Best Tourist Attraction: Mount Lemmon
Best Annual Festival: Tucson Eat
Best Park: Reid. Let's face it. They have a duck/turtle pond, dog parks, concerts, an aquatic center, a zoo, marathons, celebrations, a golf course, etc. etc. etc.
Best Public Servant: Janet Napolitano. She rocks!
Best Local TV Newscast: KGUN. We haven’t actually watched any other, but we watch KGUN news every night because we love to make fun of them. We laugh a lot at their technical errors, ridiculous editorial comments and tactless transitions. (For example, Guy on the morning news: "Maybe someday I'll get up that early!") We also have nicks for the newscasters, like Guy Crotchly and Jennifer Waddle.
Best Radio Station for News: KUAZ. Duh.
Best Local Website: TUCSON QUERIDO!!!
Best Bowling Alley: Lucky Strike. Specifically during Cosmic Bowl. The characters there include that guy wearing the "Of course I love you - my dick is hard ain't it?" tee shirt and the pregnant blond wearing pink short shorts, smoking a cigarette.
Best Yoga Studio: Yoga Oasis
Best Auto Repair: Jimmy’s Broadway. Andrew trusts them and says they are good guys.
Best Art Museum: The Center for Creative Photography.
Best Public Art: The Glownut. See photo above.
Best Local Performing Artist: Devotchka
Best Movie Theater: The Loft and Century Park 16. (When you want mainstream, Century Park 16 spells awesome because of the early eighties decor. (We saw Grindhouse there - it was perfect.) Also, it's the only theater I know that got grandfathered in, escaping the no outside food or drink policy.
Best Sports Bar: No Anchovies
Best Gay/Lesbian Bar: I actually don't know and wanted help on this. Are there any Gay/Lesbian bars in Tucson to dance at? If not, could someone address the business need already??
Best Lowbrow Bar Ambiance: The Buffet
Best Cocktail Menu: Kon Tiki
Best Beer Selection on Tap: The Grill
Best Magarita: El Charro, but you have to order it with Patron.
Best Signature Cocktail: The Scorpion from Kon Tiki
Best Liquor Store: Plaza Liquors
Best Delicatessen: The Sausage Deli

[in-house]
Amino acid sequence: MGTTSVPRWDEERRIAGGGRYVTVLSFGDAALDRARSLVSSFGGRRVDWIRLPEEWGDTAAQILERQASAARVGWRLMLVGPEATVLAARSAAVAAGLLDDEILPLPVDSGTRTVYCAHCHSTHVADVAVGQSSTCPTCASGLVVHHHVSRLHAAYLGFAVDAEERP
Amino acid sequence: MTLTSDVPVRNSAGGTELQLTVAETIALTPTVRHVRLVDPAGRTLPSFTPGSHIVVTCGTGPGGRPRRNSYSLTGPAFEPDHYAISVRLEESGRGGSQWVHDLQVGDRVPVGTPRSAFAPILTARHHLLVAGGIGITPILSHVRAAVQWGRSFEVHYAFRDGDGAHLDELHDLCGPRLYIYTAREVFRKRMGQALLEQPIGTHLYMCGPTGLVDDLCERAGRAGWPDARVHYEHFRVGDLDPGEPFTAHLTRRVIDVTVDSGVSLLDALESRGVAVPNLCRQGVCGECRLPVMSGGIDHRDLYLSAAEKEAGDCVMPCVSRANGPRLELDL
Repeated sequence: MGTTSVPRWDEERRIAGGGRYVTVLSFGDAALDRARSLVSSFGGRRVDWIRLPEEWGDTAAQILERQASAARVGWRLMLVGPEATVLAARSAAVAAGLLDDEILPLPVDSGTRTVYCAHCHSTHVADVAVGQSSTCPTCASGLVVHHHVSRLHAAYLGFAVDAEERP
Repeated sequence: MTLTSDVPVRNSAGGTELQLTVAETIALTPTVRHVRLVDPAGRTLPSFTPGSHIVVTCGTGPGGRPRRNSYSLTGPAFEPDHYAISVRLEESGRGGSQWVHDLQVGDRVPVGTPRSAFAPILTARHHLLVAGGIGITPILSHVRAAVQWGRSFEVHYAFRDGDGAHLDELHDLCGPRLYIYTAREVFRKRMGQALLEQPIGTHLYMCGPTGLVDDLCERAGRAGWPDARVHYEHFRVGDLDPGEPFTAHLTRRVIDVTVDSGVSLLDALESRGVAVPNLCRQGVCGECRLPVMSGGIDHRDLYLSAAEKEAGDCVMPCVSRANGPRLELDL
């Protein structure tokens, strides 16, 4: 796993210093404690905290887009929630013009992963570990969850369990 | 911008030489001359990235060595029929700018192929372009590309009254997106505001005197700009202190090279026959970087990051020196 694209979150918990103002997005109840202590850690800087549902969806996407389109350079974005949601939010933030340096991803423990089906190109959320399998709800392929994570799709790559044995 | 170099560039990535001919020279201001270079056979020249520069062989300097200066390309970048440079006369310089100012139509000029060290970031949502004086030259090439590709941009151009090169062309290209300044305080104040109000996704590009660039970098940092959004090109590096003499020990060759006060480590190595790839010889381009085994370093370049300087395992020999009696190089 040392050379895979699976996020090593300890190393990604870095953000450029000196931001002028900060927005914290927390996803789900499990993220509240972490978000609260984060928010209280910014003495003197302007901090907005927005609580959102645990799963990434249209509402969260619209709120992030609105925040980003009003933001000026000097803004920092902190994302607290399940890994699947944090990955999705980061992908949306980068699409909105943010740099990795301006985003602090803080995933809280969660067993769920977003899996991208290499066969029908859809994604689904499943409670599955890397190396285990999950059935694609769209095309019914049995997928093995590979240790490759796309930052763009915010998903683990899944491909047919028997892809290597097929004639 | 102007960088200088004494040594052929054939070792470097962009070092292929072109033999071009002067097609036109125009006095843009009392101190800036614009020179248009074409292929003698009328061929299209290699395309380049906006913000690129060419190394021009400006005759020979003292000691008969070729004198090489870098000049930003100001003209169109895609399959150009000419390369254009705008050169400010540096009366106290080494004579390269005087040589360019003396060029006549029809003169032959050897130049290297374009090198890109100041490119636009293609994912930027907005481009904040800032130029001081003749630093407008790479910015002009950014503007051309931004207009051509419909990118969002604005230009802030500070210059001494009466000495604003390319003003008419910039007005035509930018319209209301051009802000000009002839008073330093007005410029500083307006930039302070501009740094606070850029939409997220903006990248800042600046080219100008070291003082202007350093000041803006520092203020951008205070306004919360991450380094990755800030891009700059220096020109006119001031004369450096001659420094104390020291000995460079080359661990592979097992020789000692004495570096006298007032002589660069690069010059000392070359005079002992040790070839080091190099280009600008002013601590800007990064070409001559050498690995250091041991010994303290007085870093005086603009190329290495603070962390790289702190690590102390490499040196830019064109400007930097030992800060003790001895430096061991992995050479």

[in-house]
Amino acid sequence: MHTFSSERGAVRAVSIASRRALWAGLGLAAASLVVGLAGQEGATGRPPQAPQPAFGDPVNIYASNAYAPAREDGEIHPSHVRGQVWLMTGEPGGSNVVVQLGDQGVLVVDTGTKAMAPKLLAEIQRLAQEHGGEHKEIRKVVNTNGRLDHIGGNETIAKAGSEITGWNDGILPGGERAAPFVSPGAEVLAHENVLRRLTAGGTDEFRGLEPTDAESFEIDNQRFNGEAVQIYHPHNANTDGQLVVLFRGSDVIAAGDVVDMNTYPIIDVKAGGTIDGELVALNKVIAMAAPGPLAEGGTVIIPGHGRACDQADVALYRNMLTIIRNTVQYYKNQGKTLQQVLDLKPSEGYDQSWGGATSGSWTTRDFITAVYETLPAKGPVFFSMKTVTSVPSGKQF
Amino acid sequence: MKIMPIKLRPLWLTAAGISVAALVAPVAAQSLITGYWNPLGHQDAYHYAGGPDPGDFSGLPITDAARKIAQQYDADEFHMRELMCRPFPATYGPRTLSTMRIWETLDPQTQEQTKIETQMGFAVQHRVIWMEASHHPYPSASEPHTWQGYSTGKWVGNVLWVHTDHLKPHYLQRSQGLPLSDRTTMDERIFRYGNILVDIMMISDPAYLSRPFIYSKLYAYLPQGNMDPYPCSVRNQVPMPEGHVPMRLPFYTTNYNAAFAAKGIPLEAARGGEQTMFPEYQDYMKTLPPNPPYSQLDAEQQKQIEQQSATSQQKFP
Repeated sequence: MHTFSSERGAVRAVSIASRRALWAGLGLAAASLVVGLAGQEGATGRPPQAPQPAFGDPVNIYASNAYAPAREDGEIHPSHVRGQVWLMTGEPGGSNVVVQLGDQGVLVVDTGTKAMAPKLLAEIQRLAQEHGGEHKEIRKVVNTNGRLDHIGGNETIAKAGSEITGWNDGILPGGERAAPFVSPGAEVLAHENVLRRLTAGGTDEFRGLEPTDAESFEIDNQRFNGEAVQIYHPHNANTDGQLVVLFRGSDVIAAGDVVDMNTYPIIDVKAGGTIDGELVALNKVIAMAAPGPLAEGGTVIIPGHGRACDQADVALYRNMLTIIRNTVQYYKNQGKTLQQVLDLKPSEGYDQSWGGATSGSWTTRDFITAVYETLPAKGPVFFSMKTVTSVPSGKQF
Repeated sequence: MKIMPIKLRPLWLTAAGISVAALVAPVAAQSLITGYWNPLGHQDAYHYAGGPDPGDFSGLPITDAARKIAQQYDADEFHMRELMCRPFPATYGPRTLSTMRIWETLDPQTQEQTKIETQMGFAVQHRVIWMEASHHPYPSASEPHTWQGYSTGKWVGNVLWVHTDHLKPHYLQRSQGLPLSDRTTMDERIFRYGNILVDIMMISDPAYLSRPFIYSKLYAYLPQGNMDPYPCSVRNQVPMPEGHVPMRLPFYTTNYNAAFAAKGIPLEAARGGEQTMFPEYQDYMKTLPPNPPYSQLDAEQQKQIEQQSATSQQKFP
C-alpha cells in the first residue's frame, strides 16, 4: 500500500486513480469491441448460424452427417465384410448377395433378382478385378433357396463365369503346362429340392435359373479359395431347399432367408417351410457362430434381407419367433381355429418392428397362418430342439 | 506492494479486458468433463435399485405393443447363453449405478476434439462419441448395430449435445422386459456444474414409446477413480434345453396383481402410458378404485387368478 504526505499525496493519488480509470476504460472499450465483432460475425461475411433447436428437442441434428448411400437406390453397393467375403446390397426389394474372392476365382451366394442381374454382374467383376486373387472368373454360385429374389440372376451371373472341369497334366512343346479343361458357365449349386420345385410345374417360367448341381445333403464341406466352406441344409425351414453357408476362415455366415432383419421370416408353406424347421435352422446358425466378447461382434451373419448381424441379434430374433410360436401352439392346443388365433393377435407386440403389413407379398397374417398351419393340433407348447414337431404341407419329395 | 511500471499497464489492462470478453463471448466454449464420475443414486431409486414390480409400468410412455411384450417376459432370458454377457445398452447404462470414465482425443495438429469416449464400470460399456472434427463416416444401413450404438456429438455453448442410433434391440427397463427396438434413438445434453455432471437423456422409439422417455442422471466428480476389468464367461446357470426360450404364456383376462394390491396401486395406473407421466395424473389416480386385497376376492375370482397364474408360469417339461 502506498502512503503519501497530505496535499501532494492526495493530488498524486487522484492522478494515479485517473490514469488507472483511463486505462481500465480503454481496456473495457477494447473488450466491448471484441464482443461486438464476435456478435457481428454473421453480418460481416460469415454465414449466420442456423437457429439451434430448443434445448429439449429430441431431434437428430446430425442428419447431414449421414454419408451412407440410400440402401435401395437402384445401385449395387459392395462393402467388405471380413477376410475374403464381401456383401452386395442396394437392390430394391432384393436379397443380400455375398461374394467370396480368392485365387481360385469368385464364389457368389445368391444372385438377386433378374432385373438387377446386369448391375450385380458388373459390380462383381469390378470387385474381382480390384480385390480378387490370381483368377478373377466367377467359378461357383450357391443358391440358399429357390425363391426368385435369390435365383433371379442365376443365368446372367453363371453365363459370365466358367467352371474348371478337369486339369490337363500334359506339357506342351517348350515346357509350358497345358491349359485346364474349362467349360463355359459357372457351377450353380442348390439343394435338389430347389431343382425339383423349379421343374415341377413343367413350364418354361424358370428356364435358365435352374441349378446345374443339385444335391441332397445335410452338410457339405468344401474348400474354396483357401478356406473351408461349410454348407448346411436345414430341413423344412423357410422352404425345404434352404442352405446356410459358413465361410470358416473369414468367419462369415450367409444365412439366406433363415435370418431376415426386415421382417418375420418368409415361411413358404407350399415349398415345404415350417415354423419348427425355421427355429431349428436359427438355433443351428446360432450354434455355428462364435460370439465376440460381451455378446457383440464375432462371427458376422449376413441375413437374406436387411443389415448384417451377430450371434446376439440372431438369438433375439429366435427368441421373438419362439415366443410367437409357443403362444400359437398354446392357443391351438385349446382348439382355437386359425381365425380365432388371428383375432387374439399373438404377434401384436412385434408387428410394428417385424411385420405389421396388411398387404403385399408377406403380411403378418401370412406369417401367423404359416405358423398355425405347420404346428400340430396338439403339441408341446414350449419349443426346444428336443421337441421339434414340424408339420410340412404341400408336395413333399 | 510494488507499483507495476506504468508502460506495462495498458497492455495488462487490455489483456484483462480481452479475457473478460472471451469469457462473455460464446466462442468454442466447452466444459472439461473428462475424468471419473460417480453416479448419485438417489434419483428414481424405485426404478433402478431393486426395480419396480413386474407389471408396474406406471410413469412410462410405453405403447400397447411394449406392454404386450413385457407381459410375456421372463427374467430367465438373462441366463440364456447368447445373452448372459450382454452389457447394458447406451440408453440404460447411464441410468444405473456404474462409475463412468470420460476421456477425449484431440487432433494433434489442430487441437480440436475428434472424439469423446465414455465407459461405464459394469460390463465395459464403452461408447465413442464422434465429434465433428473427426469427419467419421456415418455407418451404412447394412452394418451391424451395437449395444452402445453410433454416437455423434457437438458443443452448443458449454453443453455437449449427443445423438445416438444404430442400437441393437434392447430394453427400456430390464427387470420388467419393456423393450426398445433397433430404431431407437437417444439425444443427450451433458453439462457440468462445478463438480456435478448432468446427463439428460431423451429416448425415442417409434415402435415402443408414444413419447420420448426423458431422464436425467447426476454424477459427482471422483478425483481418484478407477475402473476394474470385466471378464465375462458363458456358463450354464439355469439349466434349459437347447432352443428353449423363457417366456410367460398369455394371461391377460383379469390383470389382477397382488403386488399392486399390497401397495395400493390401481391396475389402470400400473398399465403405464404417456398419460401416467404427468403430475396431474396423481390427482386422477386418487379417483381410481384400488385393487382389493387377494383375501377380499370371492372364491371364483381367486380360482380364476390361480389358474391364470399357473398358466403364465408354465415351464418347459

Best Burger: The Sueño Burger from Cushing Street
Best sandwich: Anything from The Asian Sandwich Deli
Best Pizza: Andrew says Rocco’s. I say it's the Magpie from Magpie's.
Best Ice Cream: Frost
Best Burrito: El Checo (usually parked near Country Club and Valencia)
Best Sonoron Hot Dogs: El Perro Loco (the one at the Tanque Verde Swap Meet)
Best Diner: The Grill. Let's face it: it's the most convenient way to get a bite after a show, they have live music, they have a great beer selection, it's the most supremely grunge/trendy ambiance you could possibly muster, and celebs walk in when you least expect it. (We saw Bill Irwin there when he was in town to do Who's Afraid of Virginia Woolf with Kathleen Turner.)
Best Indian: Sher-E-Punjab
Best Italian: Giacomo’s
Best Middle Eastern: Sinbad’s
Best Steakhouse: Flemming’s
Best Sushi: Sushi King
Best Outdoor Seating: Cushing Street
Best Late-Night Eats: The Grill
Best Vietnamese: Miss Saigon
Best Mexican Fast Food: The Taco Shop
Best Veggie Burger: Bentley’s. Get it with everything.
Best Café Hangout: Espresso Art.
Best Used Bookstore: Bookman’s. And I’m not just saying that because they publish me on their new website. They allow dogs.
Best Video Store: Casa Video. Owned by Iowans who moved to Tucson to make their video store dreams come true. Authentically indie.
Best Women’s Fashions: Toque de Pasión. It carries Latin American folk chic while honoring fair trade and it's the only store in the US that carries my favorite Paraguayan designer, Pombero. (Thanks to moi!)
Best Resale Clothing: Buffalo Exchange
Best Artesian Jewelry: Toque de Pasión
Best Bike Shop: Fairwheel Bikes. They are nice to me.